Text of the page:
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Dr. Mary Botsford (1865-1939) of San Francisco: The First Physician To Practice Anesthesia on the West Coast
Selma H. Calmes, M.D.
Anesthesiology, Olive View-UCLA Medical Center, Sylmar, California.
Dr. Mary Elizabeth Botsford (MEB), an 1896 graduate of the University of California (UC) medical school, was the first West Coast physician known to practice anesthesia, beginning in 1897. She made many advances during her long career, founding the first section on anesthesia in a state medical society, getting a state law passed requiring anesthesia be taught in medical schools, serving as president of the Associated Anesthetists of the US and Canada in 1932, being the first faculty member and first clinical professor of anesthesia at UC, and writing numerous papers.

Many questions still remain about her life. New information is presented in this paper and significantly expands what is known about this first generation physician anesthetist. The information is in five areas:

1. Why she entered medicine: Botsford's obituaries stated that she entered medicine after her husband's "tragic death." It was found that her husband was alive and well, practicing medicine in San Francisco and living separately from her until he died in 1905. She was listed as "divorced" in the 1900 census and as "widowed" in 1910 and 1920. This story of her entry into medicine was a convenient cover for a difficult social situation. 2. Her war service: MEB initially planned to go to England, which offered commissions to women physicians, and later signed up to go to France with the Lakeside Unit. She backed out at the last minute and was a contract surgeon, teaching nitrous oxide and ether to nurse anesthetists at Letterman General Hospital. She began teaching in mid-1917. Her official service was from October 1918 through January 1919. This local position allowed her to continue to generate private practice income to meet her family's needs.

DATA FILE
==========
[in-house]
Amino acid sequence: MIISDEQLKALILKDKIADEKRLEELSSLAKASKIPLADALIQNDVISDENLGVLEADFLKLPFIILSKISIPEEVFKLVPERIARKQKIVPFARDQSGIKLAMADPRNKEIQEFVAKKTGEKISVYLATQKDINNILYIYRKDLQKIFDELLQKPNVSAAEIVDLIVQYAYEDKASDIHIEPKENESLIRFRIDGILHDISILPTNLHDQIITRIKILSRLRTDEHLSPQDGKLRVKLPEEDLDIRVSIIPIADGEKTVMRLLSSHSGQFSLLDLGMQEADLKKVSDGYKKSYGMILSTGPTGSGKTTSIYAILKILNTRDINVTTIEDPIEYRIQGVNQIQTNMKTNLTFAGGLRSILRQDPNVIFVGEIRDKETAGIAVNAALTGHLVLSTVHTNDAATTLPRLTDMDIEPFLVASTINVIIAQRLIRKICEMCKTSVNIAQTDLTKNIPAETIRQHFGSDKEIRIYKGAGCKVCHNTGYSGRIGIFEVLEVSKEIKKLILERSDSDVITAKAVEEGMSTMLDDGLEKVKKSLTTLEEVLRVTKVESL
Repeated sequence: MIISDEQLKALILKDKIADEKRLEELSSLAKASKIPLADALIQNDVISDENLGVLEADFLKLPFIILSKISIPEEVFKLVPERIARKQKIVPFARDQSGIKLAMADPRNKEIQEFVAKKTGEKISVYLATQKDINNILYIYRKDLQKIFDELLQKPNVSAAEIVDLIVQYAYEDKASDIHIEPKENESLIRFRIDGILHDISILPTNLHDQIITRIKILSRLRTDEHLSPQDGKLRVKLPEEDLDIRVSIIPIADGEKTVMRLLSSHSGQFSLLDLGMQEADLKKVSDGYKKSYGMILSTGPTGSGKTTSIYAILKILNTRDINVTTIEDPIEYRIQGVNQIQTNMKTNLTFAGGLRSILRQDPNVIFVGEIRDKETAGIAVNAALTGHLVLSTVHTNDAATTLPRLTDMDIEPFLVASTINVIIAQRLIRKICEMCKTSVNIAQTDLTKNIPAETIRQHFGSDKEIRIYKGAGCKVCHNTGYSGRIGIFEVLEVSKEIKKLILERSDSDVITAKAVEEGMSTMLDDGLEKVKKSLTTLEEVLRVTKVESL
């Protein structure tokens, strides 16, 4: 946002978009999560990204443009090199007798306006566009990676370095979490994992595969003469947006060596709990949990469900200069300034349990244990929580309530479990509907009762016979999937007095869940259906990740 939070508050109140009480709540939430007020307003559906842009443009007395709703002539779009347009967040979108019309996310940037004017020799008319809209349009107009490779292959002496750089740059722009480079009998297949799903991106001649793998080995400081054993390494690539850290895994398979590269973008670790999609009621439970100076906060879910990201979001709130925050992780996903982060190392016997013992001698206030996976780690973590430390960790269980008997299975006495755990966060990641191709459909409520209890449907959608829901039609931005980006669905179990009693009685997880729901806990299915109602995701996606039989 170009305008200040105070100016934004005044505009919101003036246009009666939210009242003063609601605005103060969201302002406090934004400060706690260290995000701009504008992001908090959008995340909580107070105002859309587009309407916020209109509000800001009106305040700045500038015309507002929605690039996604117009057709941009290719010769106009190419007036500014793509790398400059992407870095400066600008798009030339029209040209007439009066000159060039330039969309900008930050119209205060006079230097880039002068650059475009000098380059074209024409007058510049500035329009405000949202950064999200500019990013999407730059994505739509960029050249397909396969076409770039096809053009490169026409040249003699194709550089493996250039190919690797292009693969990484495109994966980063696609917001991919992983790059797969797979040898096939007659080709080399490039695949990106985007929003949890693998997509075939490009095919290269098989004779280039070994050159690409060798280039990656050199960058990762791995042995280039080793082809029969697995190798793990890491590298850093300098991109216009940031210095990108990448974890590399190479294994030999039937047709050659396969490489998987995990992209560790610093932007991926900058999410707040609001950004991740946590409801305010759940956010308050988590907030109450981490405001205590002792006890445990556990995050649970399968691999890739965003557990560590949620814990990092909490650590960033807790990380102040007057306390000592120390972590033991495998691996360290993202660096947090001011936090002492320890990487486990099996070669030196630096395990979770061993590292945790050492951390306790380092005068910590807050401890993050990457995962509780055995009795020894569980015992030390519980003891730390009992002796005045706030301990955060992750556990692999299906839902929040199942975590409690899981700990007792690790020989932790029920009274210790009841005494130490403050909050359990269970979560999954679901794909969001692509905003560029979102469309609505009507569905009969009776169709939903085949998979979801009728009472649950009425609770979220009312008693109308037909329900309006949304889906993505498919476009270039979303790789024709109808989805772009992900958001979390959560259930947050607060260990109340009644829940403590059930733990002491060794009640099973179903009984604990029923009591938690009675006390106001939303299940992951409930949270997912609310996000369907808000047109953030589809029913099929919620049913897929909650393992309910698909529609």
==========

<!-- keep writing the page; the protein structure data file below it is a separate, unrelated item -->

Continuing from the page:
3. Her situation at UC: In 1910 MEB was appointed "Assistant in Surgery" and "Anesthetist" at UC's medical school and hospital, the first faculty position in anesthesia there. By 1932, she was Clinical Professor of Anesthesiology, UC's first professor of anesthesia. Although never a separate department, the department expanded to five women physicians by 1921. Medical students had lectures and demonstrations on anesthesia during surgery lectures and later could take an elective in anestheisa. No official residents were appointed, typical for the time, but informal training was going on continually.

4. Her situation at Children's Hospital of San Francisco (CHSF): MEB's professional life was based at this hospital founded by women physicians in 1875. She was an intern and stayed on to become chief of anesthesia. She finally retired in 1934 at age 69, after a 3 year conflict about who would replace her. All interns had to rotate on anesthesia; many went on to other Bay Area hospitals as anesthesiologists.

5. Botsford and Ralph Waters: Waters knew of MEB, who was active nationally in the McMechan organizations. He wrote Arthur Guedel in 1926 that the Bay Area was MEB's area and that it was handled extremely well. The two first met in Chicago in 1929. Their final meeting in 1933 led to an argument about how anesthesia should advance. MEB advocated fighting legally against nurse anesthetists, a McMechan method. Waters had a more measured approach of developing the specialty through better training, teaching and research, and proving clinically that physician anesthesia was superior to nurse anesthesia.

Anesthesiology 2003; 99: A1265